Articles - Will the Pension Schemes Bill stop fraud in its tracks


Pension and investment scams have soared throughout the pandemic and it is vulnerable people and those of retirement age who are the hardest hit. A report published by the Financial Conduct Authority (FCA) last month found the pandemic has left one in four Britons with "low financial resilience". This could spell disaster for people who have saved their whole lives for the retirement they have dreamed about.

 By Dale Critchley, Policy Manager, Aviva
 
 Insurance, savings, pension, and investment fraud is not new, of course. The industry has been working to tackle it for more than a decade. Almost ten years ago, we started a journey which led to Aviva spear-heading the call for an end to Britain’s compensation culture and ground-breaking whiplash reforms.

 The problem is that fraud is like water – you plug one hole and it moves to the next weakest point.

 Right now, the fraudsters are exploiting the situation which the coronavirus pandemic has brought about, taking advantage of people who are spending more time at home, often in isolation and using the internet to search for financial services and products.

 These types of pensions, investment or ‘clone’ scams are unbelievably convincing and pretending to be a well-known brand name is fundamental in persuading consumers to part with their cash and, sadly, their life savings. Action Fraud data, published by the FCA last month, showed that consumers reported losses of more than £78 million between January-December 2020. In July last year, the Investment Association (IA) reported several firms across the industry had been targeted and affected by investment bond scams.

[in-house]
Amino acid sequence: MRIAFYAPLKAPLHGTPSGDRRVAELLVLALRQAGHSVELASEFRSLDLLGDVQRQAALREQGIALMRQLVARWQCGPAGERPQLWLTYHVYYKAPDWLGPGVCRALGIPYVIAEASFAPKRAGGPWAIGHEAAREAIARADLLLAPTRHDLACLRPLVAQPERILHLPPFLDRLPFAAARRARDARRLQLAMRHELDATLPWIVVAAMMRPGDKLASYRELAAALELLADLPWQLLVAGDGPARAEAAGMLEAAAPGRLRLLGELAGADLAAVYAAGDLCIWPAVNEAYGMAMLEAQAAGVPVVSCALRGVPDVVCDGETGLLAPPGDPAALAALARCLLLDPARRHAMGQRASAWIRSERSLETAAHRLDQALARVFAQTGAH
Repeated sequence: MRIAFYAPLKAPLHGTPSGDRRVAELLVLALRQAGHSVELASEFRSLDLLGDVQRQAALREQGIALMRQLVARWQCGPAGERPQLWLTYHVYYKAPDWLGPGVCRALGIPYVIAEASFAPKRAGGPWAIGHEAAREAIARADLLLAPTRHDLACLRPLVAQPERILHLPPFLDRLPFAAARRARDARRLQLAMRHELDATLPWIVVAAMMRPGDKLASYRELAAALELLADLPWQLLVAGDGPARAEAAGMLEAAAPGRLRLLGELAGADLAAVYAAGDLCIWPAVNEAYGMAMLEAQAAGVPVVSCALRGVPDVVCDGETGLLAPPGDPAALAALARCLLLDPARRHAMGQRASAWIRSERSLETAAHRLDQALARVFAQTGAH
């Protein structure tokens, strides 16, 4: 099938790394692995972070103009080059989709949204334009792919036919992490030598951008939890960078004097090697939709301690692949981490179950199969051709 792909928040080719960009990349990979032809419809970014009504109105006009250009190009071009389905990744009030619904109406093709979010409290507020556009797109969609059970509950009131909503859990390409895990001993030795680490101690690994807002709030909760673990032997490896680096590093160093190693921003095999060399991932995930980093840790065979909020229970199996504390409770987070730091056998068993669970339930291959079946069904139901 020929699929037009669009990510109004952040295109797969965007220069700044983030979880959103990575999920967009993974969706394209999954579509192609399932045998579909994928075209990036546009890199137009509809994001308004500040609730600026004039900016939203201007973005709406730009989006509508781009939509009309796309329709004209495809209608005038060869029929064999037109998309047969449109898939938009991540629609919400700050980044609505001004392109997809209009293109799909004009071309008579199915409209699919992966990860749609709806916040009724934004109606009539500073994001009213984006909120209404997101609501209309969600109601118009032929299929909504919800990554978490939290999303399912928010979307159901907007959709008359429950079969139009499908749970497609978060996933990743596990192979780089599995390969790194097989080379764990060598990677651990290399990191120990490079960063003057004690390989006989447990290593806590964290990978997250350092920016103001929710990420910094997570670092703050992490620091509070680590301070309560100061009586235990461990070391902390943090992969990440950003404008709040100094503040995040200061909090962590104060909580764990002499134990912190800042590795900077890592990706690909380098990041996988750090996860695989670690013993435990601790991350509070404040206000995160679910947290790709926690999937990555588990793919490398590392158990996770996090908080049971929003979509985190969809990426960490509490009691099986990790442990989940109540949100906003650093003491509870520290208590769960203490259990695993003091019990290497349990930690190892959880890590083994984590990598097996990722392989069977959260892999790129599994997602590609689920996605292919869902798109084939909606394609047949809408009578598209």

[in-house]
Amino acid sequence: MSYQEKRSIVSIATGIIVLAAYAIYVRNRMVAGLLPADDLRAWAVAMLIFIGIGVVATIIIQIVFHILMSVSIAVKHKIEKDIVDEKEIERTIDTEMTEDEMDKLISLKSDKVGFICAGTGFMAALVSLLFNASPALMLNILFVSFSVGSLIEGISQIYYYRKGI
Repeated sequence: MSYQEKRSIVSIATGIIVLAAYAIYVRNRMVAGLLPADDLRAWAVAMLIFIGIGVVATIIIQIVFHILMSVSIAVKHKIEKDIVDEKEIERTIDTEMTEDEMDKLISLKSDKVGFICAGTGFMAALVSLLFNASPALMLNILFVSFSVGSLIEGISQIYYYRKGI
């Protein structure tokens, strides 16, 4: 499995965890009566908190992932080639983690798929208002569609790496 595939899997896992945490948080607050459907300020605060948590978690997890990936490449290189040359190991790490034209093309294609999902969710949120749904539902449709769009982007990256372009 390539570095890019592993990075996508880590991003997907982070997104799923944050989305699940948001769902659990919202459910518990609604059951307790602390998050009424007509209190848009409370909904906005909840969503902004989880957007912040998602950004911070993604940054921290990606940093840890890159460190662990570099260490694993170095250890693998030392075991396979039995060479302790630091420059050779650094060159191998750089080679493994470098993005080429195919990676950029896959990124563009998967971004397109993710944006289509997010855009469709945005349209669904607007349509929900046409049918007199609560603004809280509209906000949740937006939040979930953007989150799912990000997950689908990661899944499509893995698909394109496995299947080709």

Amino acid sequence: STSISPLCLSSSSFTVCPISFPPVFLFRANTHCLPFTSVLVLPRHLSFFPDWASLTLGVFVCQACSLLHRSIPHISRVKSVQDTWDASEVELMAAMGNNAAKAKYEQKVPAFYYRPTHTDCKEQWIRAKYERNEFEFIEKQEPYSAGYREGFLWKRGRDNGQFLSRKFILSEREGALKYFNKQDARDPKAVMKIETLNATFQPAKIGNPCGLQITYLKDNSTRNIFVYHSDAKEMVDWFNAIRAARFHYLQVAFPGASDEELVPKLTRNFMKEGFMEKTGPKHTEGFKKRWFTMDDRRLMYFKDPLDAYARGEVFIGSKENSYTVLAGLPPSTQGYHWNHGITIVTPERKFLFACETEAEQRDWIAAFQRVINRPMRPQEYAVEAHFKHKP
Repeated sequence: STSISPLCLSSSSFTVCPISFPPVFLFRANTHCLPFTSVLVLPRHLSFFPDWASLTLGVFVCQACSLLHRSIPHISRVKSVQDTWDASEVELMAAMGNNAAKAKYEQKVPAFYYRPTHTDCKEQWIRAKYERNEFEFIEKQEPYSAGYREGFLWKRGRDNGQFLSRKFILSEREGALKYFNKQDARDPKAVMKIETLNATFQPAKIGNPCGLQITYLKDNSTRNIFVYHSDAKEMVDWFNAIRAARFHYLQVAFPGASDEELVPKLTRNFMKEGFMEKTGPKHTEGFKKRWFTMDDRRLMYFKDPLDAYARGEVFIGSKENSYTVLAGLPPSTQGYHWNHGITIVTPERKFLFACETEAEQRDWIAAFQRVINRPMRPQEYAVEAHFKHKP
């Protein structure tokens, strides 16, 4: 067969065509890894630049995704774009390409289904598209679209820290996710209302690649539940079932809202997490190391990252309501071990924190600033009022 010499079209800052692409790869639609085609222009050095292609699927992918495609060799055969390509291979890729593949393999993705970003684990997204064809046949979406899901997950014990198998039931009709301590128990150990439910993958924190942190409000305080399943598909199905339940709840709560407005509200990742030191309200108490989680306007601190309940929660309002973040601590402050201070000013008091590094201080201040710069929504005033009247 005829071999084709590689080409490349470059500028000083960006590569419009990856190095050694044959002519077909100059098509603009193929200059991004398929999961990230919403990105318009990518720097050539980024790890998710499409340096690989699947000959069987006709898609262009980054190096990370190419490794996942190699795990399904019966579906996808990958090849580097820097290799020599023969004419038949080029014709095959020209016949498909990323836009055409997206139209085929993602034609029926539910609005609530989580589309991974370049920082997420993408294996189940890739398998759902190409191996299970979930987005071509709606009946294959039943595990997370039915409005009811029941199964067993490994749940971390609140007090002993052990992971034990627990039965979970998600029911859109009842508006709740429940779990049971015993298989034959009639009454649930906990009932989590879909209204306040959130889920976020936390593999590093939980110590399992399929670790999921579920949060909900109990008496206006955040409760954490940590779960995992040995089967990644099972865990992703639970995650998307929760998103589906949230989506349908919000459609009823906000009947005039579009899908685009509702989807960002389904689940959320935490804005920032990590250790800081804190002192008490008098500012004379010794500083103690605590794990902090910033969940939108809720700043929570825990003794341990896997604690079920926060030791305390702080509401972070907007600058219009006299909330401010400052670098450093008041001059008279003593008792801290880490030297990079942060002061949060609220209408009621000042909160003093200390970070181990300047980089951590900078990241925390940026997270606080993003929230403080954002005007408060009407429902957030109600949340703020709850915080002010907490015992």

We know the problem exists but what can be done about it?
 It’s disappointing that the Online Harms Bill, announced in December, currently excludes scams and other online financial harms from the legislation. The legislation presents an opportunity to protect our customers at every stage of their online journey by helping to tackle financial scams and misleading financial promotions and adverts. It would mean the online publisher would have a responsibility to ensure that any financial promotion which they communicate has first been approved by an authorised person.

 However, there was good news for fraud prevention last month with The Pension Schemes Bill receiving royal assent. The act paves the way to introduce restrictions on transfer rights. We expect these will allow schemes to place transfers on pause where they see suspicious activity and require members to seek independent guidance before they can proceed. This should help to ensure that fewer people fall victim to pension scams.

 We’re also eagerly awaiting the report on pension scams which is due soon and was the first part of the Work & Pensions Committee inquiry into Pension Freedoms. The second part of the inquiry will look at how consumers access retirement advice.

 Ultimately though, the key to tackling fraud is better intelligence and information sharing across our industry and with the banks and fraud enforcement authorities. While there is money to be made, fraudsters will find a way to get their hands on it. We need to shout it from the rooftops that we will never stop trying to stop them.
 
  

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